On February 12th, Oklahoma unveiled the new logo and brand identity that will present the entire state. It was beloved by all and lived happily ever after – is what I would say if I were a liar. You know of my theory on reactions to new logos so you know that very few designs are universally beloved.
The year-long project involved a volunteer group called OklaX, made of over 200 people from PR and marketing backgrounds, Operative Brand Consulting (an Ontario, Canada based company), and over $250,000. According to the report by KFOR Oklahoma News 4:
The new logo is inspired by Oklahoma’s heritage. The different colors represent the earth, sky, water, agriculture, and forest. The star in the center represents our state’s original flag.
OklaX volunteer and new Director of State Branding, Amy Blackburn, said about the brand: “We really just wanted to make sure we were celebrating what Oklahoma is all about. In order to do that, we needed a diverse array of shapes and colors and we wanted to make sure we were creating Oklahoma as the hub of America”. Governor Kevin Stitt wrote, “If we don’t define Oklahoma’s brand, 49 other states will. It’s time we tell the nation our story, but it requires us to first hone in a simple, fresh brand for our state.”
So how did people react to that fresh brand? Some better than others. I didn’t even know this was happening until a designer I follow (Scott Allen Hill) on tweeted about it. I immediately searched “new Oklahoma logo” and was not disappointed. First of all, there were two main points that seemed to have folks riled up: Canadian company and $250,000+. I did question why they didn’t go with a local studio, designer, or firm to design the brand. However, without being involved in the process, it’s hard to speculate how that came about or how much sayso in the design the company had. As far as the $250,000+ price tag,…that’s actually cheap. You are rebranding an entire state! This is an absolutely massive undertaking to somehow put together a brand to present all of Oklahoma. States have spent much more than that. We just see the finished product without all the work that went into it. I’d personally love to see the Adobe Illustrator artboards on revision 46 of the logo and typography variations. It’s not just the logo but the brand language, marketing strategy, etc. The value of design, brand, and communication should never be understated. Everyone should be willing to invest in their identity and how they want to be represented. Now, some folks commented about how the money could have been used in other more appropriate ways. I’ll touch on that part of the reaction later but first…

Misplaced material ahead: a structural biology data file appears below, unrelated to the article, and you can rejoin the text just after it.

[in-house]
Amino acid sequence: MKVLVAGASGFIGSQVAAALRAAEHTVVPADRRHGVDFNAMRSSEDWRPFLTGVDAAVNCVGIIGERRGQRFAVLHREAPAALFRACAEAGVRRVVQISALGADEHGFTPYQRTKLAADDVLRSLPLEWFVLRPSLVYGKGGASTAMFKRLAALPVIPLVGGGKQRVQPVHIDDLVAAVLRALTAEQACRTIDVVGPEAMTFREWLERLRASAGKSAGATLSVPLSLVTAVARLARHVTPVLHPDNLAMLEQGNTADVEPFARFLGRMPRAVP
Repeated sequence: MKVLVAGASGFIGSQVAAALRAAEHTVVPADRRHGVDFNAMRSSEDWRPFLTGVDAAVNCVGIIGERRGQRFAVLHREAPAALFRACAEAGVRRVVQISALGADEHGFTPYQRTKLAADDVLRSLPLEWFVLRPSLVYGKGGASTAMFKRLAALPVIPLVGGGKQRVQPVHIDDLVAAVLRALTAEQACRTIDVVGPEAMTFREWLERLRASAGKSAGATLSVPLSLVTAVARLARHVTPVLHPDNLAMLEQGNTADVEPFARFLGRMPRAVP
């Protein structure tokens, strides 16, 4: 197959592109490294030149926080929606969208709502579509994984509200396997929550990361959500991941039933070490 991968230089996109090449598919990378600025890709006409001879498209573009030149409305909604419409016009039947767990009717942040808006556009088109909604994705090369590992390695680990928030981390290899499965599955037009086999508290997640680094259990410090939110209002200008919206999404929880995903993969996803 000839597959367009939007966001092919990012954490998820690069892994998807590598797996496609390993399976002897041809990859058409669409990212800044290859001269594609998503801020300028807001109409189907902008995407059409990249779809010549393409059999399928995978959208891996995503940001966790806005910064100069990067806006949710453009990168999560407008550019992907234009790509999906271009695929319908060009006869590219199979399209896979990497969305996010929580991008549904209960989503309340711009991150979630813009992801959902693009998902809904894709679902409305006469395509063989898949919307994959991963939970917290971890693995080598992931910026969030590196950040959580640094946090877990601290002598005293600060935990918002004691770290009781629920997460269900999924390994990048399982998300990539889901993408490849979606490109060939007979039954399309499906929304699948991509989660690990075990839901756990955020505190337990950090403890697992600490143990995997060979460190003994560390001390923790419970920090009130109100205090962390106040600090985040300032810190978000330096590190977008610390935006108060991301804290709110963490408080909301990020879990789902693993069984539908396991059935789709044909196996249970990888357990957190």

I personally like the logo. It’s well designed and I like the different colors used. I dig the shapes around the negative space star, which represents the state’s original flag. Have I mentioned I love good negative space in design? The overall shape also works as a one color mark as well, which is important for versatility. The launch materials all look nice. The text “OKLAHOMA” is fine. It goes with the logo and has that extended K leg they seem to like in this state.
Unfortunately, a design unveiled with a star surrounded by multiple colors triggers comparisons to similar design ideas. People have wasted no time posting every rainbow circle logo they could find to showcase how they feel the new Oklahoma logo is “unoriginal” and “not worth the money”. There is one particularly yikes-inducing comparison with the UNI Financial Cooperation.
The “Imagine That” tagline is…um…ok? (Badoom-crash!) On first viewing, it felt lackluster to me but I get them wanting something short and flexible. Plus, I tend to reserve any lasting judgment until I see the brand in action. However, an interesting piece by The Last Ogle uncovered that, in the early to mid-1990s, the Oklahoma City Chamber of Commerce used it to recruit convention business. Coincidence? Maybe.
Brand vs. Logo
Your brand is what is said about you when you are no longer in the room. So here’s the thing about rebranding anything (a state, company, person, org, etc.): the external won’t cover up the internal. No visual brand alone will make you a “Top 10 State”. The rebrand has to be seen as part of a much larger effort to improve Oklahoma and not a frivolous fresh coat of paint on a car that still doesn’t run. Your visual brand identity is just the tip of the iceberg. So, I hope this is merely a piece of a much larger plan of action.
I’m an optimistic fellow. I hope this makes the impact the state officials hope that it does. Let’s see what they imagine (hehe) moving forward under this new brand umbrella.
Learn more at https://branding.ok.gov